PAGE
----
My Opalized Belemnite Story
Opalized Belemnite is just one of the wonderful tales of great wealth, great loss, pain and joy that encapsulate Australian opal mining history. My friend Peter Blythe, opal miner/cutter and owner of Mineshaft in Canberra, Australia, is a big part of many of those stories and has been sharing them with me for the last 30 years. They always fascinated me and transported my imagination to far away deserts. I could imagine myself as an opal miner living in a dirty cast iron shed with no water; just drinking beer and talking about opals, explosives, holes in the ground and exciting finds.
This fascination with the beauty and history of opals has led to my collection of gems, purchased over the years with help from Peter Blythe and another Peter, who happens to be the largest wholesaler of opals based in Hong Kong. All my opals are wonderful pieces, but there are a few that are beyond compare – the black opal that got away, and the magical belemnite opals that finally found their way into my collection.
The Royal One that got away
The one that got away was not a belemnite opal but one of the largest, highest quality black opal ever found. It was a few years ago when Peter told me about this 306 carat black opal from Lightning Ridge.
Mined many years ago, the miner had decided to finally offer it for sale and had taken it to show Peter. I was very enthusiastic about it, even though Peter assured me I would ‘need a wheelbarrow full of money’ to buy it. I was in Sydney for one day and the miner, Bobby, was coming to show me the stone. I was like a child waiting for Santa, filled with excitement and anticipation about seeing this beautiful gemstone.
It also happened to be the day of a big international rugby game in Sydney, and the city was crowded with excited fans travelling to the game. The miner and his bodyguard arrived at the train station to take the ride to go and see me, but decided there were too many drunk fans on the train and it was not safe to travel with the precious stone, so they went back home. I was booked to travel back to the USA the next day, so I never saw the opal.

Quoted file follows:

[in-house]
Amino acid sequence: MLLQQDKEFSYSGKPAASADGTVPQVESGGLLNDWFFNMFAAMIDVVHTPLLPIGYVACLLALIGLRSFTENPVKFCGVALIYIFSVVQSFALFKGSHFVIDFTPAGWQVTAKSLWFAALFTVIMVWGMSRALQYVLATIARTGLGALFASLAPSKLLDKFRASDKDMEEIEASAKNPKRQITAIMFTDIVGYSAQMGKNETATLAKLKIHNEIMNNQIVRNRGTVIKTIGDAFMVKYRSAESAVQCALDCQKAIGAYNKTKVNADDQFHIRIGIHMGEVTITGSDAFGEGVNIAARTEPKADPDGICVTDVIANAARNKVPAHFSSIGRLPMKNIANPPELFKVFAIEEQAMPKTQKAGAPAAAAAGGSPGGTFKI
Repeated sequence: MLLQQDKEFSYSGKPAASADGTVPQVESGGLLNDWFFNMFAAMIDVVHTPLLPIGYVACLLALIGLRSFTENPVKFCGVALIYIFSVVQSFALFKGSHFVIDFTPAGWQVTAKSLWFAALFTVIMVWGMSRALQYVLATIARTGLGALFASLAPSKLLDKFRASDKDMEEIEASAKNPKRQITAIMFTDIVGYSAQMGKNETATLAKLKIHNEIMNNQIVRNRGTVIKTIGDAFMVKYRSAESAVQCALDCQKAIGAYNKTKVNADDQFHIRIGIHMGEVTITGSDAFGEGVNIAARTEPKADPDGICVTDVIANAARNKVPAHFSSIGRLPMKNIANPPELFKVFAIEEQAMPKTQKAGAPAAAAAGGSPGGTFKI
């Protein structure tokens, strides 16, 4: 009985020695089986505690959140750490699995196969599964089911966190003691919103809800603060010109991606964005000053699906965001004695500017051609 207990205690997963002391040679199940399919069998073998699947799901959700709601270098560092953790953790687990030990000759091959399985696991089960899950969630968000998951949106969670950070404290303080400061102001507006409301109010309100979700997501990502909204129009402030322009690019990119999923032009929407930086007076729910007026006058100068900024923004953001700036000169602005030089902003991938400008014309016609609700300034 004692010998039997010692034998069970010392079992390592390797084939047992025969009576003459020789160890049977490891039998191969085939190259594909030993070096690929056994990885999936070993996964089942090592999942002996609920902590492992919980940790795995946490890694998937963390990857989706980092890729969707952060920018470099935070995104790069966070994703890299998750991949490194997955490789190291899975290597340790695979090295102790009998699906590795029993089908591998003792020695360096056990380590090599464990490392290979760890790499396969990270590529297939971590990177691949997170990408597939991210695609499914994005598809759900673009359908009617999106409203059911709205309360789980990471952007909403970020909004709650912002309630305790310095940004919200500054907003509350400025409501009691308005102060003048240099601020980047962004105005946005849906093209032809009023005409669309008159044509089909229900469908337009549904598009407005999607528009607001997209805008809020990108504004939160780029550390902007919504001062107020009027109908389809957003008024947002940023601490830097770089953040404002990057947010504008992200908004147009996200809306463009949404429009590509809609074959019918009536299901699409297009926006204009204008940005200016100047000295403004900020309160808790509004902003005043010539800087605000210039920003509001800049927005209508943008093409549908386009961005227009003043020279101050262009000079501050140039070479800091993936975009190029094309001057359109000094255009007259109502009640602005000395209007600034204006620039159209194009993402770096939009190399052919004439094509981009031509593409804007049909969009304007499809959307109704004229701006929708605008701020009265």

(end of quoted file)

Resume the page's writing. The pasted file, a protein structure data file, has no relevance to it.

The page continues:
Soon after, the miner formed a business connection enabling the gem to be auctioned in Las Vegas for 3 million dollars. I am not sure if the opal was sold or not, but it is a story that will stay with me for years to come – as the one that got away!
The story of my opalized belemnite collection
Opals come from many parts of the world, but Australia is where the best and the largest opals are found. Coober Pedy, in the South Australian desert, is considered the opal capital of the world. A small town of about 3,000 people, Coober Pedy is 528 miles north of Adelaide and, aside from the opals, is famous for its underground dwellings – homes, hotels, and even a church reside below the desert floor.
About 150 million years ago, Coober Pedy was covered by ocean. Over millions of years, the water receded and the sandy silica minerals from the seabed flowed into the rocky cracks and cavities, solidifying over time into multi-colored gemstones: opals. Two such opals from Coober Pedy made their way into my collection – the belemnites.
Belemnites are extinct cephalopods that lived some 40 to 70 million years ago. They have many names, including thunderbolts, Devil’s fingers and Jien-shih (meaning ‘sword stones’ in Chinese). And in the case of Australian opal fields: ‘you bloody ripper’.
On a visit to Canberra, Peter told me about a beautiful belemnite opal with aqua colors of the sea. This almost 200 carat (199.97) opal was the largest crystal opal belemnite he had ever seen, or even heard of. I went to check it out, but the miner wasn’t keen to sell.
This belemnite had been mined prior to 1980 and the miner had never been able to part ways with it; perhaps he was as captured by its beauty as I am. A few months after my original visit, Peter told me the family of the miner wanted to sell a whole parcel of rough opals, including the aqua-color belemnite. Along with other contacts, Peter purchased the parcel and I bought from him perhaps the largest, most beautiful opalized squid ever seen. We called it ‘The Aqua Princess’. It has been polished, but not completely (in order to keep it as large as possible). The stunning crystal opal can be seen throughout the stone.
A few months later, when I returned to Canberra, Peter handed me The Aqua Princess, but he also had a really big surprise for me – a second amazing belemnite opal. This one was in four pieces and not polished. Together it weighs 331 carats, with the largest part weighing 227 carats. Thanks to the broken pieces we can see the amazing blues, greens and reds. The raw, unpolished beauty of this belemnite is encapsulated by its name – ‘The Virgin Queen’.
I am now the proud owner of two of the largest, most beautiful opalized belemnites ever found. Browse the images of these glorious stones and dream about these creatures swimming in the ocean many millions of years ago. What a story they could tell!
Enjoy the belemnites and Rocky Gem!
Below are some more images of my Opalized Belemnites